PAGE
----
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Diaspora-Israel Day

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Hannah Kestenbaum

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Four Things You Need to Know About Diaspora-Israel Day! 

November 8th this year is an exciting day! The start of something big!

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ARZA is delighted to share this wonderful anthology of “Diaspora-Israel Day” materials from our partners at the Israel Movement for Reform & Progressive Judaism, celebrating the bonds that connect Jewish communities here, in Israel, and around the world.

So now you are probably wondering what Diaspora-Israel Day is. Here are four things you need to know about Diaspora-Israel Day and how to celebrate it!

 

1. What is Diaspora-Israel Day:

Diaspora-Israel Day celebrates the unity of the Jewish people on the 7th of Heshvan. No matter where we live, we remain connected. This connection is the foundation of our modern conception of peoplehood, and one that is central to our identity and culture. This day is meant to be a new holiday, one that celebrates our heritage and our global relationships.

2.  Why the 7th of Heshvan

Just a couple of weeks ago we celebrated Simhat Torah and we switched some wording in our daily prayers. From the 7th of Heshvan to Pesah, we ask God to bless us with rain: "תן טל ומטר לברכה"“Grant us dew and rain for a blessing.” We “plead” with God to give us rain. Our change in attitude, from blessing to plea, reflects the journey that the Jews took to the Holy Temple and back for the Sukkot holiday. The pleas begin after they get home, so they can have a safe journey.

We pray for rain to fall in Israel even if we do not live there. We pray that those who made it to Israel have a safe journey to the diaspora. This is demonstrative our interconnectedness.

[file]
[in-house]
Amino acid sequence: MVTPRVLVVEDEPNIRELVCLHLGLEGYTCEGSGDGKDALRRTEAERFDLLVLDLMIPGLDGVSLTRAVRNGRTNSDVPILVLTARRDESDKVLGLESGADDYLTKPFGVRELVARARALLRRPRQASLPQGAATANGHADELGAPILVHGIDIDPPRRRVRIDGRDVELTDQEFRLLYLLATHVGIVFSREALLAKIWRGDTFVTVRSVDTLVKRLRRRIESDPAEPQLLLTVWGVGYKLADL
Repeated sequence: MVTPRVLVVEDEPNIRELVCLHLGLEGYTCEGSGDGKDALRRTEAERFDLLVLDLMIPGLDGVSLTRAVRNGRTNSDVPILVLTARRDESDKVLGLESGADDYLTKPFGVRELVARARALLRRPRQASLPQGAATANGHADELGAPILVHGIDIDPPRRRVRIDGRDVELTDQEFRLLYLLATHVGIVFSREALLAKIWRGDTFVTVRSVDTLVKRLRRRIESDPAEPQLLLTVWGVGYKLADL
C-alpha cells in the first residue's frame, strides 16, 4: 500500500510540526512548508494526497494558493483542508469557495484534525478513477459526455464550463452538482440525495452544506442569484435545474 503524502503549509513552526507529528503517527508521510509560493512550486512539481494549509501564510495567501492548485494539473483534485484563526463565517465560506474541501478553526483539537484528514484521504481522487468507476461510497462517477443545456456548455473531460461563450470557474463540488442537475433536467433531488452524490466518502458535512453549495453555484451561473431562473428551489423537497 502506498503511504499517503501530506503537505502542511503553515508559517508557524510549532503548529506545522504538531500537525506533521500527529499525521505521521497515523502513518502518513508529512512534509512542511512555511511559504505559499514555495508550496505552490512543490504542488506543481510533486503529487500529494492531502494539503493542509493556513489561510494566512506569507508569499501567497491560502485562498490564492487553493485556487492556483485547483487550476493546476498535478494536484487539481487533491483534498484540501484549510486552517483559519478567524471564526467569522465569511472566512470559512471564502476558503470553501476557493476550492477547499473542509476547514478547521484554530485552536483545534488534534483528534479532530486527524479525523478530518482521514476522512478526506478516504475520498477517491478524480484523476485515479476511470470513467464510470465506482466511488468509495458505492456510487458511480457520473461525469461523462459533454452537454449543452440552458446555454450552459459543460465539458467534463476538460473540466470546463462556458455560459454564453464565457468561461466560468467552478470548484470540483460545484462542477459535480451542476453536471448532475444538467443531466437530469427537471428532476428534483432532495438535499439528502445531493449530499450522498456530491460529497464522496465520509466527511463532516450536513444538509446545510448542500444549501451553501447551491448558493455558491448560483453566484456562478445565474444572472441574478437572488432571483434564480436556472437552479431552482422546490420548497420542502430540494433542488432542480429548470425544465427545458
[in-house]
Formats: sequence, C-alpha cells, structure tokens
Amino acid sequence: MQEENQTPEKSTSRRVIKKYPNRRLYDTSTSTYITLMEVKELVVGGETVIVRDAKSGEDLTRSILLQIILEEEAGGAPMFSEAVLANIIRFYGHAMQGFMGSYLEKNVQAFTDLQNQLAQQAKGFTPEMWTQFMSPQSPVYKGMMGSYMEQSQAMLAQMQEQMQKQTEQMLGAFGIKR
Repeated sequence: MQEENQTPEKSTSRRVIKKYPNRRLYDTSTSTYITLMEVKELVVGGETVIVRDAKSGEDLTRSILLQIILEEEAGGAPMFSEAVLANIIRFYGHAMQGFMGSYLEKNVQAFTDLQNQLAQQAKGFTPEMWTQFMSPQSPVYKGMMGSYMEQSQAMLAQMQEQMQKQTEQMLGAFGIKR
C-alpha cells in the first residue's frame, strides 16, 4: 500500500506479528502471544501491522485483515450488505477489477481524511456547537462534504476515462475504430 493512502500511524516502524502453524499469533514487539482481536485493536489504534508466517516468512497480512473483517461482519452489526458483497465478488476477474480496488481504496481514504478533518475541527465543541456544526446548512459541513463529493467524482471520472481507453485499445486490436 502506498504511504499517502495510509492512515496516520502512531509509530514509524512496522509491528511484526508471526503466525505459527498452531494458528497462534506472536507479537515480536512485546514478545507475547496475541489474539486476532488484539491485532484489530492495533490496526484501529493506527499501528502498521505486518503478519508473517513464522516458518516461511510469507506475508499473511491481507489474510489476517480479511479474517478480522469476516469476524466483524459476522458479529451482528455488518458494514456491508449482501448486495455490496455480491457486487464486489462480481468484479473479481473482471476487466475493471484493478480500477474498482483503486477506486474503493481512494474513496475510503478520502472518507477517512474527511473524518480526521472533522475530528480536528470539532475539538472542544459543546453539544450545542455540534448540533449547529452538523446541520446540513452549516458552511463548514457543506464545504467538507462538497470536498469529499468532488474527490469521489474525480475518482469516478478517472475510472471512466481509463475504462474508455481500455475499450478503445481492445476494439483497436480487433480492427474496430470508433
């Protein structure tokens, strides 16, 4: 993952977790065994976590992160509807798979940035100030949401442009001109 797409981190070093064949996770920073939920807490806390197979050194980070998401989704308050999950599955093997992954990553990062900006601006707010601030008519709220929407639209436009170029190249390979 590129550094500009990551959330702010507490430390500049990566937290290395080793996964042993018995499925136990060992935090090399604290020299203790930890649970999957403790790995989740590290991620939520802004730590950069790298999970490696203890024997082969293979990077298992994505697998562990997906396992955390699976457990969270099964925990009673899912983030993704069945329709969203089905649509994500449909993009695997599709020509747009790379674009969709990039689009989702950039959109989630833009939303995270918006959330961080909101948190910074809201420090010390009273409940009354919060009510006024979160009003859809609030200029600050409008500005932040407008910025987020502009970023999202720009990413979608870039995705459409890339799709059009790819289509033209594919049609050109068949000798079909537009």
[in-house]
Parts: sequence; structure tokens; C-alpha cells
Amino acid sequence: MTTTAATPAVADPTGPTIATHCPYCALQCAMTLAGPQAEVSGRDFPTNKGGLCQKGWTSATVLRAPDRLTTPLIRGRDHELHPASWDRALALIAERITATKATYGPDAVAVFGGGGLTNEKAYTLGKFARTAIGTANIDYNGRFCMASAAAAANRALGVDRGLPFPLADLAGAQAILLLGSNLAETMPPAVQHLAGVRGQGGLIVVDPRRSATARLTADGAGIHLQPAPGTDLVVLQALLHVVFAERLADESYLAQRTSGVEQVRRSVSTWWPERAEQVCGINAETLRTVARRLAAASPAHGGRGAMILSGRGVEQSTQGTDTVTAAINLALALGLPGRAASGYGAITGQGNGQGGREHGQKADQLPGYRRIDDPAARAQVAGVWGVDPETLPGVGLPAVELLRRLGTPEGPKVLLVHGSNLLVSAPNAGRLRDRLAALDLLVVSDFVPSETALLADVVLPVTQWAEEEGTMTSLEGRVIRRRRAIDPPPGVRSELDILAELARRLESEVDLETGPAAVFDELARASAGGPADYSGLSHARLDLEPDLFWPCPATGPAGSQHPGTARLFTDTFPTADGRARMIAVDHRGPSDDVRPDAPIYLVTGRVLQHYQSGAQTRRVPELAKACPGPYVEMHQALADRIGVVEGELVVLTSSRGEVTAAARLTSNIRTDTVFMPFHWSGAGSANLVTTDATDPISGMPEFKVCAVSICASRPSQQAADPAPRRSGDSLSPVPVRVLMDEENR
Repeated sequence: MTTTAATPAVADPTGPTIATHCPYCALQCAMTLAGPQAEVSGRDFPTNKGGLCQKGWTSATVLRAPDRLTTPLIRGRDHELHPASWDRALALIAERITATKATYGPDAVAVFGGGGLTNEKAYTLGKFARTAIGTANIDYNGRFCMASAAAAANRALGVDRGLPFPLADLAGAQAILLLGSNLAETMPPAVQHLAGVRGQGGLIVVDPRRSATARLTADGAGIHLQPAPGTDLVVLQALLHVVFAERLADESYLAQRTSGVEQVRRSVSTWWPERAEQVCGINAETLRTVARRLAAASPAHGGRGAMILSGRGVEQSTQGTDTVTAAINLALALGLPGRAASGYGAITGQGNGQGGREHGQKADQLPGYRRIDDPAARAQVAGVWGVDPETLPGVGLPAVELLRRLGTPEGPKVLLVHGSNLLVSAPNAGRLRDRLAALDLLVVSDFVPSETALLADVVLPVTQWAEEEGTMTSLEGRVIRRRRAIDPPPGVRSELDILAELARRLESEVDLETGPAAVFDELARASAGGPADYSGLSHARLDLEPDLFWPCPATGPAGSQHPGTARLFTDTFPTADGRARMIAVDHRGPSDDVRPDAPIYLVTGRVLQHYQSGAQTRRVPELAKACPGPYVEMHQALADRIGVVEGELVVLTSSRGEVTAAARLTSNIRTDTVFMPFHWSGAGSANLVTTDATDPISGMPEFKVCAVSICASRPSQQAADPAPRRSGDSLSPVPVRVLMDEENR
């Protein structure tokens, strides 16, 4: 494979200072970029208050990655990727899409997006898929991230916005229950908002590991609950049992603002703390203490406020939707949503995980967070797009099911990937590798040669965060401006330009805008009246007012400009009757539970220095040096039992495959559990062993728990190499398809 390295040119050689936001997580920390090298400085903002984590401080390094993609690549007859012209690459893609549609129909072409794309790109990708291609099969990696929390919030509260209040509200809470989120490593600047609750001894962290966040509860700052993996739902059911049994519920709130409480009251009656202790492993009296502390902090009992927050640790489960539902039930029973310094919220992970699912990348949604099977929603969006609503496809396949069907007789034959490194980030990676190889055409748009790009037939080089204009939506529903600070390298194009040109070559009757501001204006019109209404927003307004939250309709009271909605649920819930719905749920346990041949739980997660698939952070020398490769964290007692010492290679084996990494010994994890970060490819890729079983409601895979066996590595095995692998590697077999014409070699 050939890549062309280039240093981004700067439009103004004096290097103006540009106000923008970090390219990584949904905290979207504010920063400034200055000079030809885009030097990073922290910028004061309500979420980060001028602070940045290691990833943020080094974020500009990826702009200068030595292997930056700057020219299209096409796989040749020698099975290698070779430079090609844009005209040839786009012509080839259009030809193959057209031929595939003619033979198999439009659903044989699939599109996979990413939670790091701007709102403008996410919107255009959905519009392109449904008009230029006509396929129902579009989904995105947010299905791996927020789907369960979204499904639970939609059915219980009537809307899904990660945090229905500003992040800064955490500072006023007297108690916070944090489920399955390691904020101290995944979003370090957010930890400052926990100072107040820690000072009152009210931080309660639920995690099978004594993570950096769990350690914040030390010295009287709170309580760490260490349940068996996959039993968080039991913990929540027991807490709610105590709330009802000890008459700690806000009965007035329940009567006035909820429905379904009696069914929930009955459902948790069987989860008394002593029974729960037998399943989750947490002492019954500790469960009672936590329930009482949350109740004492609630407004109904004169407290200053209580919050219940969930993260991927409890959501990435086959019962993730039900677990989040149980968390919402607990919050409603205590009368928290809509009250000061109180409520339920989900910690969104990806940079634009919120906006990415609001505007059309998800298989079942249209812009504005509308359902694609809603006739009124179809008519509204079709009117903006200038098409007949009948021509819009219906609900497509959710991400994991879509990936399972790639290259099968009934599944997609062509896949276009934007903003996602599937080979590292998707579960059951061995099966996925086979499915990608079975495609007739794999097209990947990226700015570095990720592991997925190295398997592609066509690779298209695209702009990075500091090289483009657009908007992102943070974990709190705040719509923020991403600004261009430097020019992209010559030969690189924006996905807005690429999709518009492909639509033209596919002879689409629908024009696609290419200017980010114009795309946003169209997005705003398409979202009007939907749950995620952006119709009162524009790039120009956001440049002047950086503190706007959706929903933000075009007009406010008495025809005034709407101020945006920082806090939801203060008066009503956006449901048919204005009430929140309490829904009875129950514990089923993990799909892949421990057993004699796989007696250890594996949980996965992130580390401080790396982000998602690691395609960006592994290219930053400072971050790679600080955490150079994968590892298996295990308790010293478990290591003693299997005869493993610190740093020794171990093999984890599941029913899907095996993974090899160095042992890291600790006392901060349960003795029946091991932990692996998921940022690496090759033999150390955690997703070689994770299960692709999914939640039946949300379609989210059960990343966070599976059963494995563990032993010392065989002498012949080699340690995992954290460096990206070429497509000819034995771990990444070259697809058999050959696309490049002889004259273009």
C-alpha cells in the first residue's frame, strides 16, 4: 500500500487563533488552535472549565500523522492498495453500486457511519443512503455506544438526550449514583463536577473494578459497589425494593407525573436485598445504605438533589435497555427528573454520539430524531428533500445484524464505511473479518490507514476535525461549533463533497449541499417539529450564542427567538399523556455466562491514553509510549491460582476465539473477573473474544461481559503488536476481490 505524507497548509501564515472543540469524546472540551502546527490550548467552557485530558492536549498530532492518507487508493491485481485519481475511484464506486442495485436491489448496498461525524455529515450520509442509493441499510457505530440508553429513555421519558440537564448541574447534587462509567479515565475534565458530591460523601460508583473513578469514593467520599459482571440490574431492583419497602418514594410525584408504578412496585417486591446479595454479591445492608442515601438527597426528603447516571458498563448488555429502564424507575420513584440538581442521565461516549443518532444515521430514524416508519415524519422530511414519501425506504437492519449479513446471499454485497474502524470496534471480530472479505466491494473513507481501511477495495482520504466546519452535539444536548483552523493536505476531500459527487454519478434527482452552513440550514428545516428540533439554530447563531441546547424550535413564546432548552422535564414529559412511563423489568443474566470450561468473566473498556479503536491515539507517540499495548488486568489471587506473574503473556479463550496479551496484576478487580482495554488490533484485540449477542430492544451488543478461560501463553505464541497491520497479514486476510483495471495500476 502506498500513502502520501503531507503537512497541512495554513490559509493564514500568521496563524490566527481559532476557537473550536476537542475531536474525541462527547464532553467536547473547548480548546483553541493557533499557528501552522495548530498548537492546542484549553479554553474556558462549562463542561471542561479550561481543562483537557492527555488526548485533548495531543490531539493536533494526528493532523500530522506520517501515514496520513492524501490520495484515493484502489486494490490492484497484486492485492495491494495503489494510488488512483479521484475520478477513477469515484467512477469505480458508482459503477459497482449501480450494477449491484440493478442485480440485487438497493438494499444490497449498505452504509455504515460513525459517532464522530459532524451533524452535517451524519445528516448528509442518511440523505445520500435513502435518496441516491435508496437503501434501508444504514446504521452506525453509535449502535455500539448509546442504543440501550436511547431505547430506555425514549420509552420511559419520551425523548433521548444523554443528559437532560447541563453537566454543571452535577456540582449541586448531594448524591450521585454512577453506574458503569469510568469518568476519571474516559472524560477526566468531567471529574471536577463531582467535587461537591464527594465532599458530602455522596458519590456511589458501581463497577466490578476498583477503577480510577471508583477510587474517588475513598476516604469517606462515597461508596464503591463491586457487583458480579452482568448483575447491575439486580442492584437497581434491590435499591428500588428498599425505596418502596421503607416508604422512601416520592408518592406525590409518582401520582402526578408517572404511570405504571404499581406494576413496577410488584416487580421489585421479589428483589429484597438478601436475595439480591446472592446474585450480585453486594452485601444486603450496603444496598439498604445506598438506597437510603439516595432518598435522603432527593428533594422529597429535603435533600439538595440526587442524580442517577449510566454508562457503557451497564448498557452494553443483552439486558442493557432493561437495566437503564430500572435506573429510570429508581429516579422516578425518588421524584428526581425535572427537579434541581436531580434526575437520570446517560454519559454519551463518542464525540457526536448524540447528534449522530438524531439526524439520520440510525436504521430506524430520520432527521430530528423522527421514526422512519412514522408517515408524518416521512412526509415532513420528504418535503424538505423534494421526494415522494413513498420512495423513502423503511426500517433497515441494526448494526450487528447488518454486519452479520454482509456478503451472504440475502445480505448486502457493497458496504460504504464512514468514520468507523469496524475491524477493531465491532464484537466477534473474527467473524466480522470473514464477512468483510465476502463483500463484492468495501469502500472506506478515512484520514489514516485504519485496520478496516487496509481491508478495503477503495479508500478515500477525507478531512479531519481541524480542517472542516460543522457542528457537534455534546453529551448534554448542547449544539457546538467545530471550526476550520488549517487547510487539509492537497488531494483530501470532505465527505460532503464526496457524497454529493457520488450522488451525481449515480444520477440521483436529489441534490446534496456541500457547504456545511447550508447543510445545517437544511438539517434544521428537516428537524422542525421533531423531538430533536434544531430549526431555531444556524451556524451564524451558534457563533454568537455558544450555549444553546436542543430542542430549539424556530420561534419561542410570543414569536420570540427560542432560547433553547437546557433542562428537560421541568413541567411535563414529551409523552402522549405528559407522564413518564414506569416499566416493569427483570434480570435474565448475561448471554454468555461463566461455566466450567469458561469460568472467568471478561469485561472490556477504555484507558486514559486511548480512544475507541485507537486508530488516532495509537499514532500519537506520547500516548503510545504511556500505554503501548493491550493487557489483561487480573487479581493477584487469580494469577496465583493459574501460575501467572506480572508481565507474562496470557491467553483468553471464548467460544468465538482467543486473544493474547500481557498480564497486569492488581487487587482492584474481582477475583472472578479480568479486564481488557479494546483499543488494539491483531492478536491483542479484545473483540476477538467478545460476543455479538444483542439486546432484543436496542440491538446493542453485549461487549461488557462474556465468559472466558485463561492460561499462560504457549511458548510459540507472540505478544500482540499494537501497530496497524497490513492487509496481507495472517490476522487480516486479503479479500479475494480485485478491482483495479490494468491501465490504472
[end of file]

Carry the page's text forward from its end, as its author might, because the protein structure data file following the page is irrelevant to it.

3. All Jewish holidays have food. What do we eat on Diaspora-Israel Day:

The food for Diaspora Day is Marzipan! Basically, every culture has some sort of marzipan dessert. It transcends cultural bounds and is recognizable anywhere. Marzipan was chosen as the key symbolic food item for Diaspora-Israel Day because it is sweet and flexible. Marzipan symbolizes the rich diversity of Jewish life, wherever it is lived.

We are also encouraged to partake in a “Seudat Mitzvah” and include foods from all over the world and especially foods that are stuffed, symbolizing the sense of unity and affinity that binds Jewish communities.

4. How do we celebrate Diaspora-Israel Day:

The Domim/aLike initiative has compiled a beautiful resource with prayers, songs, and activities for us to do. We should celebrate this day not only with our communities but also with our partners in Israel.  You can use the full-fledged seder materials to mark the interconnectedness of Jewish communities everywhere, you can select some of the materials and use them in your synagogue activities, share some of the texts for Shabbat services, or use them to launch a Domim/aLike initiative by partnering with an Israeli Reform congregation. Domim is a project of the IMPJ to pair American congregations with Israeli counterparts.

 

We know that that this year your November 8th may be a bit preoccupying. You can actually celebrate Israel-Diaspora Day any time within the 60 days afterward.

However you utilize this material, our friends at the IMPJ would like to know. You can share them with Rabbi Nir Barkin, and be sure to copy us at ARZA as well.

For more information about the day check out DiasporaIsraelDay.org!